This is the fifth and final in an Emerson Today series looking at old Emerson College properties as we reopen the Little Building. Read about the history of 6 Arlington Street, 100 Beacon Street, 150 Beacon Street, and 69 Brimmer Street.
The Little Building
By David Ertischek ’01
Not too many buildings can boast having its own newspaper. The Little Building can boast away!
Designed by Clarence Blackall and named after John Mason Little, the Little Building was built in 1917 on the site of the Hotel Pelham, when Emerson College was called the Emerson College of Oratory. The Little Building, located at 80 Boylston Street, was truly ahead of its time, being one of today’s trendy development buzz words — a mixed-use development — with retail, commercial, and office space.
The Little Building News was published by tenants of the building from 1922 to 1925. The paper included photos; a directory; events; news, such as new shops in the subway station; facts and articles about the building, like “How Much Do You Know About The Building Where You Work?;” cartoons; advertisements; and more. The Little Building News was later donated to Emerson College’s Archives.
Who Was John Mason Little?
Born in 1848, his family’s lineage traces back to Plymouth colonists. Little began his career in a dry goods store about a block away from the Little Building on Washington Street, according to Bob Fleming, former Emerson College archivist and library executive director. Later in life, his primary business interests were real estate and management of the Pelham Trust… which was responsible for the construction of… the Little Building. As we all know, it’s often about who you know, or who controls the cash.
Little would be happy to know that Emerson College chose to restore the building that bears his name, as he was a big supporter of preserving historic landmarks in Boston, and was a founding member of the Society for the Preservation of New England Antiquities.
Who Was Clarence Blackall?
A New Yorker, Blackall came to Boston in 1884, and was a senior partner in the architectural firm Blackall, Clapp and Whittemore, where he designed the first entirely steel-framed office structure in Boston in 1894, reported Fleming. Blackall is best known for designing 14 theaters, including the Wilbur, Metropolitan (now the Wang), and the Colonial. He was a member of the Boston Society of Architects and the first president of the Boston Architectural Club.
Little Building Praise and Prominence
Blackall designed the Little Building in the Modern Gothic style with a steel frame and a two-story Tudor-arched entrance on Boylston Street. The original facade was granite and cast stone, and the floors were made from reinforced concrete.
After being completed in 1917, the building was considered significant enough that it was featured in American Architect and Building News. Historian Walter Muir Whitehill said the Little Building was “the most glamorous office building of the era of World War I.” It was later dubbed the “The City Under One Roof,” as it housed 600 offices, 37 stores, a post office, a restaurant, and underground passageways connecting to the subway and the neighboring Majestic and Plymouth theaters. The passageways have since been blocked off.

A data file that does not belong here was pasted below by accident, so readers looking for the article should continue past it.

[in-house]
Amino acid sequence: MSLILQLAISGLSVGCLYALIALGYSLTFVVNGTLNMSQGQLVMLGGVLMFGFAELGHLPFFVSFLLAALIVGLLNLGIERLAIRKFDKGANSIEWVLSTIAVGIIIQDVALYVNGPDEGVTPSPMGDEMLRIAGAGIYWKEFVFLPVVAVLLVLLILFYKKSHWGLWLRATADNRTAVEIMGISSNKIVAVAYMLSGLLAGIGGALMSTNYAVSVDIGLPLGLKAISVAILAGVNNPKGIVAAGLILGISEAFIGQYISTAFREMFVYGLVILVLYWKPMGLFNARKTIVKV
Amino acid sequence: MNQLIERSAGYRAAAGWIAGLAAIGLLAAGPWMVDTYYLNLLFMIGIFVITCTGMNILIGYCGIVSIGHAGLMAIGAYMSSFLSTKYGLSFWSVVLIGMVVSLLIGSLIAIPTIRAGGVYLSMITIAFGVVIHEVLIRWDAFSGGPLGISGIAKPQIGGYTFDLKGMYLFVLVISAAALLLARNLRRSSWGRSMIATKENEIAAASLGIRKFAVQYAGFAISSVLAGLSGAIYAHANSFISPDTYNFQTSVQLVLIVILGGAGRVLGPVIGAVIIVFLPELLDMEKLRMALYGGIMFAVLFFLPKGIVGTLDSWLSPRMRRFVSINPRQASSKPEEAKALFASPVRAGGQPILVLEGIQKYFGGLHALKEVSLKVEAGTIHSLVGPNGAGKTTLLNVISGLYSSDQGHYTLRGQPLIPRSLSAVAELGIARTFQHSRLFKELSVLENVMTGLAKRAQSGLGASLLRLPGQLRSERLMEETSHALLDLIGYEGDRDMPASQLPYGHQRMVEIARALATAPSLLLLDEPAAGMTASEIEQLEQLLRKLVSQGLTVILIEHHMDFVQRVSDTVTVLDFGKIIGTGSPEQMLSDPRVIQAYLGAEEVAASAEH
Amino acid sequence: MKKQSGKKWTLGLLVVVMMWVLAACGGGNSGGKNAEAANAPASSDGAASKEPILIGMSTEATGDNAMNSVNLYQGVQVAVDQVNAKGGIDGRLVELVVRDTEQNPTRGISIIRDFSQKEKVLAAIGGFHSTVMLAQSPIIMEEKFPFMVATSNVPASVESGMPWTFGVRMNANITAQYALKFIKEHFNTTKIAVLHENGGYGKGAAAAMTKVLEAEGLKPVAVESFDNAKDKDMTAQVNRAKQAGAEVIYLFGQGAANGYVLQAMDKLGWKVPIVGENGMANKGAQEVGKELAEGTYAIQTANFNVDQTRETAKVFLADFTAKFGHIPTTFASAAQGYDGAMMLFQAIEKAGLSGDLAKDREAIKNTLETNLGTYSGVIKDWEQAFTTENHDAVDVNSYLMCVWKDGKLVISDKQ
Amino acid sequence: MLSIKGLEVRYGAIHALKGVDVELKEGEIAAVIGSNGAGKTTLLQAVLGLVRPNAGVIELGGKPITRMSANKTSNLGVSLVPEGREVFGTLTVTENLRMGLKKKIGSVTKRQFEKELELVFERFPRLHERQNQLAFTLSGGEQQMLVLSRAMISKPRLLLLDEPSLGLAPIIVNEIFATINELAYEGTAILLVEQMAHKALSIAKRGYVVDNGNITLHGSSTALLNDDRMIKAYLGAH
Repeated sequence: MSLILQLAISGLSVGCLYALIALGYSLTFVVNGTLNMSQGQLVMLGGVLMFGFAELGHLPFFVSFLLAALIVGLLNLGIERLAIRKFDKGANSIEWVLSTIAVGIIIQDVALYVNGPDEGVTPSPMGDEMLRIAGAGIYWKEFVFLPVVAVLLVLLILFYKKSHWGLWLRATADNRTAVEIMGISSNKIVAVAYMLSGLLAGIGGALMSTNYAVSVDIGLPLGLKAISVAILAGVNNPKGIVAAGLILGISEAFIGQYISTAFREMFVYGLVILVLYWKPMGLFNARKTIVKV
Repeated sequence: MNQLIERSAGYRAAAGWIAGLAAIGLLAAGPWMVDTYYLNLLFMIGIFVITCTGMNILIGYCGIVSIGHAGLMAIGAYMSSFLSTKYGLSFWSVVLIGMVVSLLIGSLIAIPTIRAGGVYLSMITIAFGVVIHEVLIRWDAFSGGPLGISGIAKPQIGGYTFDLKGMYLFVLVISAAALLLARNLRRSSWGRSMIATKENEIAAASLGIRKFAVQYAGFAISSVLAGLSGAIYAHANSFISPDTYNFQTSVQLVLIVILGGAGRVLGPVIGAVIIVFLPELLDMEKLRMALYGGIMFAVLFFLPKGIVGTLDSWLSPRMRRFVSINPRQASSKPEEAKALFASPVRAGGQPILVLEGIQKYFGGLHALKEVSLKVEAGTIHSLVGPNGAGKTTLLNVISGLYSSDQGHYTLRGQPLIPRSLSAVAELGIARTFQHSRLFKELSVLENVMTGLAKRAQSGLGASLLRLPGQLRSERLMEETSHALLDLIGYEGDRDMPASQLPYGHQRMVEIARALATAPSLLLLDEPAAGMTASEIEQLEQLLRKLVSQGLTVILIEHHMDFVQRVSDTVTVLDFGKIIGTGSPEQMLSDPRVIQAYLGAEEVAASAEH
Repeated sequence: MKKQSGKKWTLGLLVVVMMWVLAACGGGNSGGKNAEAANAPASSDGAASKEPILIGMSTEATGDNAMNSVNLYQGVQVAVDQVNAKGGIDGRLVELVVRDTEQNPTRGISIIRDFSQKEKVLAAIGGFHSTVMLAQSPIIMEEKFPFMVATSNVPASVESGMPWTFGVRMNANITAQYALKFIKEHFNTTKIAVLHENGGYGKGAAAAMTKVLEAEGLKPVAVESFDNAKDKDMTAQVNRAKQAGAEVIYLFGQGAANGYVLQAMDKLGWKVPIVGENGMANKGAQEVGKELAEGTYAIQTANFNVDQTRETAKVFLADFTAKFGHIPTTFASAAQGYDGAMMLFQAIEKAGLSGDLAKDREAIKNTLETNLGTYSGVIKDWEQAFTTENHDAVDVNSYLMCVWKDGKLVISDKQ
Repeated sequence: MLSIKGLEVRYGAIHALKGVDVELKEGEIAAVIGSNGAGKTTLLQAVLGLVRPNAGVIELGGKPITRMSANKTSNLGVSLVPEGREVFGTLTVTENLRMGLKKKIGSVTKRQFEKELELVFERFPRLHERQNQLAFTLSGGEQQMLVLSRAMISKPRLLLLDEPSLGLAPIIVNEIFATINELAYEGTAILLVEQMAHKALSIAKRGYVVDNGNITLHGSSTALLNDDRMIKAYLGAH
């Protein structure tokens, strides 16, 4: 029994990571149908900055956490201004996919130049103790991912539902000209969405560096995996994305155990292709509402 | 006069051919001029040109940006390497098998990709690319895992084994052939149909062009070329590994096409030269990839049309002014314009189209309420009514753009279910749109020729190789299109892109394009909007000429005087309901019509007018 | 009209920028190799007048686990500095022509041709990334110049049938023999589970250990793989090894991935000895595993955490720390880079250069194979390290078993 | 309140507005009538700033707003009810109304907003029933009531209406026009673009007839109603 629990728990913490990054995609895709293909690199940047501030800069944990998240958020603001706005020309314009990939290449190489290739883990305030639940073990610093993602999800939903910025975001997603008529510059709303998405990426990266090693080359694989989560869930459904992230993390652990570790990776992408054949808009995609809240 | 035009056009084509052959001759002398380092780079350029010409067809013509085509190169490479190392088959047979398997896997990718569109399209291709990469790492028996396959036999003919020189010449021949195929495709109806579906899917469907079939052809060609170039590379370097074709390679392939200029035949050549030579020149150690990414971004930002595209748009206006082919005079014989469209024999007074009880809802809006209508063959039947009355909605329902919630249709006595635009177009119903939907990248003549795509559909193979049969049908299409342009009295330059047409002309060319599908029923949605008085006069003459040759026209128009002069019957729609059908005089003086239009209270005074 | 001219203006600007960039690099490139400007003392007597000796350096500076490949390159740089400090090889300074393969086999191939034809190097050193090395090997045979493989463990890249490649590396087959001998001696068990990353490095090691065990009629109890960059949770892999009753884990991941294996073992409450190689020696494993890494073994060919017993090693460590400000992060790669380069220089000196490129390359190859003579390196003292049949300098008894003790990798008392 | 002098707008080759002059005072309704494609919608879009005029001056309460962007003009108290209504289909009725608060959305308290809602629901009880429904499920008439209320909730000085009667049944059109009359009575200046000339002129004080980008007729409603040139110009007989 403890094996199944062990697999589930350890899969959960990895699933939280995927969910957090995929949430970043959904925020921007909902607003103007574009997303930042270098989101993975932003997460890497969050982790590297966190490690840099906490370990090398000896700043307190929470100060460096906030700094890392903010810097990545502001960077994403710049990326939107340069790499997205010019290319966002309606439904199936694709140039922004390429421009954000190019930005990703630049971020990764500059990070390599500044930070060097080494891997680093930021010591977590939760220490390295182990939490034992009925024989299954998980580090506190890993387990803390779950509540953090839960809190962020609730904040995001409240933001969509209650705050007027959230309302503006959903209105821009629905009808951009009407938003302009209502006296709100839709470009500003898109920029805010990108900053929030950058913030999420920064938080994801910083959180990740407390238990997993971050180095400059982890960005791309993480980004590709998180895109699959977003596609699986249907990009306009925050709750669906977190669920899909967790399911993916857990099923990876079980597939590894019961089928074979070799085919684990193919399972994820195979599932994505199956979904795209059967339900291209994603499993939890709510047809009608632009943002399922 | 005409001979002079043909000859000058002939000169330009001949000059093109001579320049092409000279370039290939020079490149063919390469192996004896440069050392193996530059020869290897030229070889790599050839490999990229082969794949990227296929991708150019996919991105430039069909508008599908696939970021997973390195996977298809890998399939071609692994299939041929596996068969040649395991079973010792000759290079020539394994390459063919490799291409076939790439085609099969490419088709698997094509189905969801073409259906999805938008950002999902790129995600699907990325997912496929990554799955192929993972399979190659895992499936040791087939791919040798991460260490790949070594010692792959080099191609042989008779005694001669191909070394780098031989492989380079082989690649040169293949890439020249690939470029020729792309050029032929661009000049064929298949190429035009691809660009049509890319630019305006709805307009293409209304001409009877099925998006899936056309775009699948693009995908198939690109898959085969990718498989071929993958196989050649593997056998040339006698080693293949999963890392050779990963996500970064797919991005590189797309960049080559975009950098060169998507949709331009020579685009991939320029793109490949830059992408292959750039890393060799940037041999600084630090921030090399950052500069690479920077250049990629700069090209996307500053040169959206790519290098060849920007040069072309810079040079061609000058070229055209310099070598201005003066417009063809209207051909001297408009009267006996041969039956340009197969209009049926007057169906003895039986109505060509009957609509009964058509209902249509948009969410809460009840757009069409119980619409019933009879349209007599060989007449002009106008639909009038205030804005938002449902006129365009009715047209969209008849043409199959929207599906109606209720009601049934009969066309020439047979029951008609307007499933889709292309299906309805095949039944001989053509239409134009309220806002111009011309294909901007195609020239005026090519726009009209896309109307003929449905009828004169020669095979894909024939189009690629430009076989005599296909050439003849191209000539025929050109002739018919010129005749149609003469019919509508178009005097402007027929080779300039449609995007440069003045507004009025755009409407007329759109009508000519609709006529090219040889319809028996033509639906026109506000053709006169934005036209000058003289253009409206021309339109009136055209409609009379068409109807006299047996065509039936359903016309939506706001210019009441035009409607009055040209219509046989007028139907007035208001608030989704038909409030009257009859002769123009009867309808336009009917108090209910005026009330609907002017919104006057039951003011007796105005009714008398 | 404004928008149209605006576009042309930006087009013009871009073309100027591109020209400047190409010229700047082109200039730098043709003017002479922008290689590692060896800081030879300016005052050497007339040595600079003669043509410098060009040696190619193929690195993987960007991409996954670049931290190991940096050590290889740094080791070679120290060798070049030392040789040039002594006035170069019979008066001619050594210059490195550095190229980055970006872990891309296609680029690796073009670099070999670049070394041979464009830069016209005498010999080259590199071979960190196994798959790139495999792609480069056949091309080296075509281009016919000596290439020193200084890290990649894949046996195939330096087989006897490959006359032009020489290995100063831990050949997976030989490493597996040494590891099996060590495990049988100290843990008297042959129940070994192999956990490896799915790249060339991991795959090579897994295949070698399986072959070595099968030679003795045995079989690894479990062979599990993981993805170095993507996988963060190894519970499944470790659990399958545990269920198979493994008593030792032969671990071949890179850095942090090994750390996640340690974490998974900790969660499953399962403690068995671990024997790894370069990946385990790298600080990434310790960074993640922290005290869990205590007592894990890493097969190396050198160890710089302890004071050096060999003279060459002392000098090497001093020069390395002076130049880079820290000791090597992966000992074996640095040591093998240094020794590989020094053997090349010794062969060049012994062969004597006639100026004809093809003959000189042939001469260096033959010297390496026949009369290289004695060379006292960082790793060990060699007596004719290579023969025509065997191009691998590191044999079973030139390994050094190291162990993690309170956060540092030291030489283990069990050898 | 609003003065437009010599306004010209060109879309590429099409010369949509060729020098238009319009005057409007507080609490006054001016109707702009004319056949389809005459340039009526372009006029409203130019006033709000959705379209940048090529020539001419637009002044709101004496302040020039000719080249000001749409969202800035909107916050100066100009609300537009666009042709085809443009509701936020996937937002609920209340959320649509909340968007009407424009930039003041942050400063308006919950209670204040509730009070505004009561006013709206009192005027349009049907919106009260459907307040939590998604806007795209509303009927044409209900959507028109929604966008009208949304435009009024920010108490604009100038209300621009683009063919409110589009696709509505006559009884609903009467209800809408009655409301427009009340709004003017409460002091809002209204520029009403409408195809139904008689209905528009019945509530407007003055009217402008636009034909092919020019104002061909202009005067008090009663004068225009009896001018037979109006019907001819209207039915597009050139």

The shopping arcade on the first two floors allowed people to stroll and shop without dealing with the noise of Tremont and Boylston streets, or the New England weather.
Originally, the retail spaces on the first floor were leased to a drug store, a barber shop, and boutiques selling dresses, hats, and shoes, according to Fleming. Western Union, New England Telephone and the Shubert Ticket Agency were also first-floor tenants, and second-floor tenants included Brooks Brothers, Connell & Carey Shoes and the Internal Revenue Service. Office tenants through the early decades included Christian Science practitioners, dentists, dressmakers, hairdressers, lawyers, and publishers.
A Boston Landmarks Commission report in 1978 said the area around the Little Building thrived until the Great Depression hit, and for many years after the Depression, the three major sources of vitality of the area – clothiers, music and piano companies, and theaters – continued to suffer.
Emerson Enters the Scene
Emerson College purchased the Little Building in March 1994 for $5 million, and began renovating the interior in January 1995. The first students moved into the building in September 1995. The building housed 715 students on floors 3 to 12 in one-, two-, three-, and four-bed rooms, as well as suites. There was also a dining hall and meeting spaces on the second floor. Through the years, the first-floor commercial spaces had different tenants during Emerson’s ownership, including a bank, a Dunkin’ Donuts, a Baskin-Robbins, the school’s bookstore, and more.
The “New” Little Building
Faced with the deterioration of the Little Building’s cast stone facade, Emerson decided to renovate and reinvigorate the entire building, rather than raze the beautiful structure that anchors Emerson’s modern campus. Over the past two years, with a design by Elkus Manfredi Architects and construction by Suffolk, Emerson added a 13th floor to LB, expanded it to 1,035 beds, and added glass community rooms that fill in the finger-like spaces on the Tremont Street side. Last week, Emerson’s Class of 2023 moved in.
There’s also a whole lot more to today’s Little Building. Stay tuned for a feature on its rebirth…